U.S. corn and soybean futures eased on Friday on profit-taking as the ongoing harvest of big crops in South America continued to weigh on the market.
Wheat futures also were lower, with concerns about additional supplies flooding the export market pressuring prices.
All three commodities were on track to post gains for the week, but Friday's bearish tone spurred investors to move money to the sidelines.
"Some traders (are) headed to the exits rather than get bruised by more volatile trading into the weekend," Farm Futures senior analyst Bryce Knorr said in a note to clients.
Soybeans notched the biggest declines as the South American export pace was expected to pick up after slowing this week.
At least 11 ships are facing delays in loading soybeans at Brazil's northern ports after rains washed out roads and disrupted the progress of trucks carrying beans from the center-west region, Brazilian officials said on Thursday.
"The export flow may pick up again next week, provided weather conditions have allowed enough road repairs to take place," said Tobin Gorey, director of agricultural strategy at Commonwealth Bank of Australia.
At 10:05 a.m. CST (1605 GMT), Chicago Board of Trade May soybean futures were down 5-3/4 cents at $10.31-1/2 a bushel. For the week, soybeans have risen 0.6 percent.
CBOT May corn was down 1/4 cent at $3.79-1/14 a bushel. Corn was on track for a weekly gain of 4.1 percent, its biggest weekly rally since mid-October.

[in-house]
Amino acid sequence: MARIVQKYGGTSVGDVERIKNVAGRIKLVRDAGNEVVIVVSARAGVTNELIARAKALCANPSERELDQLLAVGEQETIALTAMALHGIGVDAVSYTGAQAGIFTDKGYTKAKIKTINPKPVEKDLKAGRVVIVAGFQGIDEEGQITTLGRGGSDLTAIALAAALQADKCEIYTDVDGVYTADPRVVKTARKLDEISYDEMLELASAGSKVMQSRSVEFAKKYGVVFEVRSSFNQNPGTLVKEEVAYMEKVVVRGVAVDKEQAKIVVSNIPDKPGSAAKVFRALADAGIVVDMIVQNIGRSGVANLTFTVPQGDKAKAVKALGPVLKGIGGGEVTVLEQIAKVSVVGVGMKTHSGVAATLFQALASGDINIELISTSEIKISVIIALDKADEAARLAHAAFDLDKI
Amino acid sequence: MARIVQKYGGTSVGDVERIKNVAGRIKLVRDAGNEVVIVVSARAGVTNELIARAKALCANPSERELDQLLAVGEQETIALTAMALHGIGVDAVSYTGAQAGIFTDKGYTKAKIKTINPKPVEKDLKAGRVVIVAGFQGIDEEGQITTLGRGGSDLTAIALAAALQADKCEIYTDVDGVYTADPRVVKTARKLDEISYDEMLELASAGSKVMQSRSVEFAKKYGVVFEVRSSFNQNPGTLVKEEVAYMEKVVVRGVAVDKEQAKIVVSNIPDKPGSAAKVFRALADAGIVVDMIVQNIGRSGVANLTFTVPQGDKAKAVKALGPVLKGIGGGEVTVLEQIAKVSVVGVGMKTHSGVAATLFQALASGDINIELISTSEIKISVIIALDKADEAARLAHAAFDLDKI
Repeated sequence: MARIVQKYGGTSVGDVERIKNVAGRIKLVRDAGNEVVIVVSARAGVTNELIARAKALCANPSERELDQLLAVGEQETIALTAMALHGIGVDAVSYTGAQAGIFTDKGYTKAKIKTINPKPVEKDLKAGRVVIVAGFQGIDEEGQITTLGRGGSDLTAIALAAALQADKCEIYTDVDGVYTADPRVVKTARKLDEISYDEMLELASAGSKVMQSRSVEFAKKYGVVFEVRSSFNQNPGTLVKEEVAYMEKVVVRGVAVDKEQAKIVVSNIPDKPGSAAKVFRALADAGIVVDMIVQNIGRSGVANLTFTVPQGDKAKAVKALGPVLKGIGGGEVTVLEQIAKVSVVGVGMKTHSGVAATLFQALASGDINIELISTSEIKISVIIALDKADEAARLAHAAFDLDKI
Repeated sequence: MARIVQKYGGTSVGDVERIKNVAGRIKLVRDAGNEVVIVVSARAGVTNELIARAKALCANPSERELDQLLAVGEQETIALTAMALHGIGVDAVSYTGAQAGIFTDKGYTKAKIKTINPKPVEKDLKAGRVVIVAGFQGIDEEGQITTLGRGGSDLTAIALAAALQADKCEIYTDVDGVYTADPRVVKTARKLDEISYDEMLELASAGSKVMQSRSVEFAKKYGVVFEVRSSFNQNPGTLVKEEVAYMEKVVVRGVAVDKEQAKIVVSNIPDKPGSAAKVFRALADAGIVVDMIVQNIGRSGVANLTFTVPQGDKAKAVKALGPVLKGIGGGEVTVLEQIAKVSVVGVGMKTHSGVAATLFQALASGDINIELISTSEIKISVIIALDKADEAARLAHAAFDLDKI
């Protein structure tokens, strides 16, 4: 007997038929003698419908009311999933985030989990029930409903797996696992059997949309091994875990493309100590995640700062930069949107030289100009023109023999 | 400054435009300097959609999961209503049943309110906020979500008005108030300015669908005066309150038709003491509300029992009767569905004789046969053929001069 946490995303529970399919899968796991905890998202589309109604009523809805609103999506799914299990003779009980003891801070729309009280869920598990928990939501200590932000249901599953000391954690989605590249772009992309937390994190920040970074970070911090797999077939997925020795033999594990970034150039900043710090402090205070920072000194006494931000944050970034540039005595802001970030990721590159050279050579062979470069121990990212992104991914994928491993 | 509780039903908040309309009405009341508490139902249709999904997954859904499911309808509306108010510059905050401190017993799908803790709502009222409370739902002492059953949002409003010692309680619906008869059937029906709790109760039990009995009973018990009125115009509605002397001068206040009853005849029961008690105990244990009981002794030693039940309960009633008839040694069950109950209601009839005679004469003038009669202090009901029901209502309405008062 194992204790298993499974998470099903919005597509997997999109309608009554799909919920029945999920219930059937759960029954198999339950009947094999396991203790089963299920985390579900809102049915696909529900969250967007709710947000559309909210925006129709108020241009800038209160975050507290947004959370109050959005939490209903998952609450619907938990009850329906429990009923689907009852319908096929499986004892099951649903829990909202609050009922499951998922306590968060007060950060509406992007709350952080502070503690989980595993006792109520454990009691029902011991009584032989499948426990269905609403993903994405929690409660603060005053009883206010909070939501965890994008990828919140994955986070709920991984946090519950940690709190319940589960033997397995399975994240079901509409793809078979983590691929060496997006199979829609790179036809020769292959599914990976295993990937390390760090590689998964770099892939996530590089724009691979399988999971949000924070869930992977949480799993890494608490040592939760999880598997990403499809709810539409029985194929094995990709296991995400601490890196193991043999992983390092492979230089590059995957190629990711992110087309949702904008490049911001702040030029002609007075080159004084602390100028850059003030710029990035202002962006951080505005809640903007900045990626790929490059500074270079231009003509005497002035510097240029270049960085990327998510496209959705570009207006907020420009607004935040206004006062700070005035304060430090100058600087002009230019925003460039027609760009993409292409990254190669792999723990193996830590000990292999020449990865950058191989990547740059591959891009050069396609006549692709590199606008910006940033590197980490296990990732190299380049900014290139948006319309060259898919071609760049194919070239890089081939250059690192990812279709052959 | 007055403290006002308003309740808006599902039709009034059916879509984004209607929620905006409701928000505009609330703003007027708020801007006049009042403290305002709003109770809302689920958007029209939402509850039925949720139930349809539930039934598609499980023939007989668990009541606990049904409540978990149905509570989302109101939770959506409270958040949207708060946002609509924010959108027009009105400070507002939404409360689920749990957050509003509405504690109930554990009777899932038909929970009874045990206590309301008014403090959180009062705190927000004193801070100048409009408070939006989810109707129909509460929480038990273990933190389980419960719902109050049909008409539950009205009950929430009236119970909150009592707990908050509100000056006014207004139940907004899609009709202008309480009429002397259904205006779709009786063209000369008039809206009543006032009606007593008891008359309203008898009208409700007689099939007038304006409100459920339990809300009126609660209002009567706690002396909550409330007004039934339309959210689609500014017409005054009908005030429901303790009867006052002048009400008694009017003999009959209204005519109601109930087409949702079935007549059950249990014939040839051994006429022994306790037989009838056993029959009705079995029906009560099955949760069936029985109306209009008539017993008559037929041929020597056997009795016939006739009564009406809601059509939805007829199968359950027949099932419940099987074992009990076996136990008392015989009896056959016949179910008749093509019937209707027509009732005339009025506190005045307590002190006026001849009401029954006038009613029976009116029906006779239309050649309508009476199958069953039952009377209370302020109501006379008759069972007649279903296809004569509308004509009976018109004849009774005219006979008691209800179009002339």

Soybean and corn futures rose earlier this week, supported in part by reports of potential changes to U.S. biofuel policy to boost production. Corn is the primary U.S. feedstock for ethanol and soyoil is used in biodiesel.
"The biofuel rumors in the U.S. have thrown uncertainty and confusion back into the market. They come as U.S. farmers are deciding which spring crops to grow," said David Sheppard, managing director at UK merchant Gleadell.
CBOT May wheat was 2 cents lower at $4.50-3/4 a bushel. Wheat futures have risen 0.3 percent so far this week.
Russia, among the world's largest wheat exporters, is considering exporting part of its 4 million ton state grain stockpile to free up storage space before the new crop arrives, industry sources said.